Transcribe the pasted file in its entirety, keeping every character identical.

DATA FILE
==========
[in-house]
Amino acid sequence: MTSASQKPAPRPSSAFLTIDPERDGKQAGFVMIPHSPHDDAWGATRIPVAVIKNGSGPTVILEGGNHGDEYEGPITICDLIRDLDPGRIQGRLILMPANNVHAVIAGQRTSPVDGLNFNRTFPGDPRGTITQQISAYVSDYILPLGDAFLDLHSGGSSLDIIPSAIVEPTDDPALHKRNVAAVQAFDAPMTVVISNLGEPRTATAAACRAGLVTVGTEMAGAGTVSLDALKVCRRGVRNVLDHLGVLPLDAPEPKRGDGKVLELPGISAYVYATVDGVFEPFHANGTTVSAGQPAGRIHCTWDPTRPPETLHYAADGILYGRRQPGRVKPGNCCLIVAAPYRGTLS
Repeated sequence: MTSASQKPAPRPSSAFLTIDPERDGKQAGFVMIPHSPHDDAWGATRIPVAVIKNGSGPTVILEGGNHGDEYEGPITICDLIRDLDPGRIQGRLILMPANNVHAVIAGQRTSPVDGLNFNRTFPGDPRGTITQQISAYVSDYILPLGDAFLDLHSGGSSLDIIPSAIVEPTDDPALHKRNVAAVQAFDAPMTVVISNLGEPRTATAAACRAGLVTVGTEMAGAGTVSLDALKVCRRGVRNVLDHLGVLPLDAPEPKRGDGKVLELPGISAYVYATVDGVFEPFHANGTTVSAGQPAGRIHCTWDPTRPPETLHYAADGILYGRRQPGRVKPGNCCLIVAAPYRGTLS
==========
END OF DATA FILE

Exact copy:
[in-house]
Amino acid sequence: MTSASQKPAPRPSSAFLTIDPERDGKQAGFVMIPHSPHDDAWGATRIPVAVIKNGSGPTVILEGGNHGDEYEGPITICDLIRDLDPGRIQGRLILMPANNVHAVIAGQRTSPVDGLNFNRTFPGDPRGTITQQISAYVSDYILPLGDAFLDLHSGGSSLDIIPSAIVEPTDDPALHKRNVAAVQAFDAPMTVVISNLGEPRTATAAACRAGLVTVGTEMAGAGTVSLDALKVCRRGVRNVLDHLGVLPLDAPEPKRGDGKVLELPGISAYVYATVDGVFEPFHANGTTVSAGQPAGRIHCTWDPTRPPETLHYAADGILYGRRQPGRVKPGNCCLIVAAPYRGTLS
Repeated sequence: MTSASQKPAPRPSSAFLTIDPERDGKQAGFVMIPHSPHDDAWGATRIPVAVIKNGSGPTVILEGGNHGDEYEGPITICDLIRDLDPGRIQGRLILMPANNVHAVIAGQRTSPVDGLNFNRTFPGDPRGTITQQISAYVSDYILPLGDAFLDLHSGGSSLDIIPSAIVEPTDDPALHKRNVAAVQAFDAPMTVVISNLGEPRTATAAACRAGLVTVGTEMAGAGTVSLDALKVCRRGVRNVLDHLGVLPLDAPEPKRGDGKVLELPGISAYVYATVDGVFEPFHANGTTVSAGQPAGRIHCTWDPTRPPETLHYAADGILYGRRQPGRVKPGNCCLIVAAPYRGTLS